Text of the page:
Guebuza urges routine testing to fight HIV/AIDS

Maputo- Mozambique (PANA) -- Mozambican President Armando Guebuza has called fo r the introduction of routine testing for HIV, the virus that causes AIDS, into the country's health units, the Mozambican news agency, AIM, reported.
He acknowledged, however, that this option would imply changes to Mozambican le gislation and to the administrative procedures currently in force.
President Guebuza spoke in Maputo at ceremonies marking World AIDS Day, which is observed globally on 1 December every year.
He said routine testing was "a type of intervention that can have an impact in reversing the current picture", but insisted the human rights of the patients m ust be respected.
The Mozambican leader said it was that respect that would distinguish routine testing from compulsory testing.
Mozambique's national HIV prevalence rate appears to have changed a little over the last three years.
The epidemiological surveillance round of 2004 suggested that 16.
2 per cent of Mozambicans aged between 15 and 49 were HIV positive.
According to Health Minister Ivo Garrido, the latest survey, of 11,000 pregnant women across the country, came up with a figure of a 16 per cent HIV prevalence rate.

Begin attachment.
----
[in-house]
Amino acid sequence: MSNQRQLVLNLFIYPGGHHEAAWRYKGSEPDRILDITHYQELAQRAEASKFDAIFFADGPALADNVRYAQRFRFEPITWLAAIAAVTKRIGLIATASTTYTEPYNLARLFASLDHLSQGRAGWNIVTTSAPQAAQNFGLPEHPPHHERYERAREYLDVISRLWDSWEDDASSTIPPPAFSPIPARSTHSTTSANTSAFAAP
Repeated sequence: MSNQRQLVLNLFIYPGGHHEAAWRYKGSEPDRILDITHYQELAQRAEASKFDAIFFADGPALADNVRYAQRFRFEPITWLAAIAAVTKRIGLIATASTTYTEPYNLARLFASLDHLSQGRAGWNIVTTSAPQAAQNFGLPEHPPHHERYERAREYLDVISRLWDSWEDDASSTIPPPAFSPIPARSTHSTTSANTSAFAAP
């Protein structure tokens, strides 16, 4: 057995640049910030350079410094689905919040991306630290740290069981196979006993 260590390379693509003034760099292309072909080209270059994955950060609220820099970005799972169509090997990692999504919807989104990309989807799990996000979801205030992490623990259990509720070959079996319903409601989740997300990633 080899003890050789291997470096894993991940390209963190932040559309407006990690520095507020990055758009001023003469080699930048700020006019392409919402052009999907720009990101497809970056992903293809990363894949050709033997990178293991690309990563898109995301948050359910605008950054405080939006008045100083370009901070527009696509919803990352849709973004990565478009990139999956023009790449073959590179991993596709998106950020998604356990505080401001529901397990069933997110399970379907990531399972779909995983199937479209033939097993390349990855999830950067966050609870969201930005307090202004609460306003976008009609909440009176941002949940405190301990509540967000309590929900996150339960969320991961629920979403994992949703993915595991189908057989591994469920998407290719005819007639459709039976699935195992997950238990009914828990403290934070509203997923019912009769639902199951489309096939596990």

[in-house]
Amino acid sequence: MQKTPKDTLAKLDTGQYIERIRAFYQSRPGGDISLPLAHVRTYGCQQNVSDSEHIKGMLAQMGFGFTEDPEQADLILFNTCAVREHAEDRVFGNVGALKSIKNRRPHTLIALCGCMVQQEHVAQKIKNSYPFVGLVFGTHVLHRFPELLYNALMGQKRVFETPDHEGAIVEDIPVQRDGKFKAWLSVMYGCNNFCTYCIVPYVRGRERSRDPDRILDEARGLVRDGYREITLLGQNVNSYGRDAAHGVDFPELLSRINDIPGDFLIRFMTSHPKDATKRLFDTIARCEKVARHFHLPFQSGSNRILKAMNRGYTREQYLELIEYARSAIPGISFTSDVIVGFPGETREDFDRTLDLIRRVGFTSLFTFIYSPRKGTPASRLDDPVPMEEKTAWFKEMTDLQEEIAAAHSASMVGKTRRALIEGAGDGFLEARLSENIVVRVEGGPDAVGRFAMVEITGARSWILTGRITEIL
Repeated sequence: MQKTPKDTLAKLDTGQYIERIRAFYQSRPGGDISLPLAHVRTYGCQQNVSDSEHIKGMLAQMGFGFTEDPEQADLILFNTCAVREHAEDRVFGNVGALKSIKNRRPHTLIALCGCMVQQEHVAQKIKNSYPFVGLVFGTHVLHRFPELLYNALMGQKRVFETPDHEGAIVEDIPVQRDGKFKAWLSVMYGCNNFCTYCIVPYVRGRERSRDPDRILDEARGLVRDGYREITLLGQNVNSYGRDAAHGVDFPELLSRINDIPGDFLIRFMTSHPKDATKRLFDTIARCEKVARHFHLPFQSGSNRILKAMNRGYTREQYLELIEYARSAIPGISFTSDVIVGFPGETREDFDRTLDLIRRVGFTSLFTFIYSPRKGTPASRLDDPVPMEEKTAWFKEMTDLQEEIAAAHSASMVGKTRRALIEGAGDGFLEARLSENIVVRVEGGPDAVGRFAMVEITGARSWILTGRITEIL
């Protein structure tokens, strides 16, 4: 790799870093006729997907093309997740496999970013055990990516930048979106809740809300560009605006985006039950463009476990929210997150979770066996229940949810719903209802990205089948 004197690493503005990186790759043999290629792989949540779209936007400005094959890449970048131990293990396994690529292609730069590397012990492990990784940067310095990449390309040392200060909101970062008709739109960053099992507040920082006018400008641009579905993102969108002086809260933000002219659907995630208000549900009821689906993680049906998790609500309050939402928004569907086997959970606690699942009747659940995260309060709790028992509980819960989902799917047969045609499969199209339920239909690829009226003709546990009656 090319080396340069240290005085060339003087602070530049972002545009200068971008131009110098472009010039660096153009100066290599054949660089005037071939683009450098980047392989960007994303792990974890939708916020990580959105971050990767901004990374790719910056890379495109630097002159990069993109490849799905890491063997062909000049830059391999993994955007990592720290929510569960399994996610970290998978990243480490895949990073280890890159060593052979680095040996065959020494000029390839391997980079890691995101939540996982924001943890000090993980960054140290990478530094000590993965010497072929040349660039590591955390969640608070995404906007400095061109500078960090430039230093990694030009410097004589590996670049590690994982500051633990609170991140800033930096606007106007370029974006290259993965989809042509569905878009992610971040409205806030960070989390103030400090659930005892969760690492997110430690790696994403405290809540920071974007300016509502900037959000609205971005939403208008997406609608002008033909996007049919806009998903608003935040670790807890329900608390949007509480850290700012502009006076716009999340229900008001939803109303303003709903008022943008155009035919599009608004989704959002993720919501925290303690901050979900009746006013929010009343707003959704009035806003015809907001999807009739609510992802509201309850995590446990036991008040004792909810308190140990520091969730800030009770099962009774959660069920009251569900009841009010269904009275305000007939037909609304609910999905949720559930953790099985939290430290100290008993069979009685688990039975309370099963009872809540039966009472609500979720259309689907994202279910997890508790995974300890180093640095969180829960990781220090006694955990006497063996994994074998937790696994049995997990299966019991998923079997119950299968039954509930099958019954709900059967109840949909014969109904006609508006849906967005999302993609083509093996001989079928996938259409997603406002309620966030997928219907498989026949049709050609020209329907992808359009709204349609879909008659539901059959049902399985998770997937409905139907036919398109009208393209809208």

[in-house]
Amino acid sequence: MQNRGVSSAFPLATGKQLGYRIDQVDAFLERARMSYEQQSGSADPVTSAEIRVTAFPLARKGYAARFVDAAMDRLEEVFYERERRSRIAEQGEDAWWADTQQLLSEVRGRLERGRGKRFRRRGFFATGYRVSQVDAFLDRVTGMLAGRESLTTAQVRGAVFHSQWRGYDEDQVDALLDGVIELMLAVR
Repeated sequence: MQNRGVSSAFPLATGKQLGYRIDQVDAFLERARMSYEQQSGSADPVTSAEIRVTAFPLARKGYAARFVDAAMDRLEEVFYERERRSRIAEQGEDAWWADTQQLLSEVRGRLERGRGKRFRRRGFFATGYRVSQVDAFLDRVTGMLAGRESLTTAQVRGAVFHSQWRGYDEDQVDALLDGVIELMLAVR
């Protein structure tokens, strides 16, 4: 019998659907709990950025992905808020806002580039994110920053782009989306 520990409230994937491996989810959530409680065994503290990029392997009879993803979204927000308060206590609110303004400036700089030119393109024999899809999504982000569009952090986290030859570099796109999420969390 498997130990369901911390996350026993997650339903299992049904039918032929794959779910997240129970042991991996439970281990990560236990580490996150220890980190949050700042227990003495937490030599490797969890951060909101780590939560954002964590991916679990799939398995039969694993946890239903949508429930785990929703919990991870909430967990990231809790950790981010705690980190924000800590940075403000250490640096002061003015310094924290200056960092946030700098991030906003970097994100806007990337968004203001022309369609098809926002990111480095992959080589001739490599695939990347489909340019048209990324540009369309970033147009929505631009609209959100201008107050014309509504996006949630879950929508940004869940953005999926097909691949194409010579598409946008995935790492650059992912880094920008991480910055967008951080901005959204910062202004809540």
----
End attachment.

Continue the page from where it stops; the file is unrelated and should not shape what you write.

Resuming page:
Guebuza warned that nobody should take comfort from the apparent stabilisation in the infection rate.
"In the first place, the figure of 16 per cent is still very high", he said.
" It means that one in every six Mozambicans is infected.
It means that one and a half million of our fellow countrymen are infected, and that there are st ill 500 new infections every day.
" "We have to face this epidemic as a serious obstacle to our development.
These infection figures threaten to undermine the results we are achieving in the fig h t against poverty.
So each one of us, infected or not, should feel responsible for revers ing the current levels of infection," the President said.
Prevention, he continued, remained "the cheapest, most effective weapon, and is accessible to all of us.
" He said counselling and voluntary, confidential testing should also be encourag ed, since "early discovery of the disease increases the likelihood of success i n interventions that can prolong the patient's life".
AIDS was no longer a death sentence, he pointed out, saying treatment with the life-prolonging anti-retroviral drugs was now available in all Mozambican distr i cts.
He said, therefore, that since AIDS can be treated, but not cured, it had come to the same level as other chronic diseases such as diabetes.

03 december 2007 11:23:00

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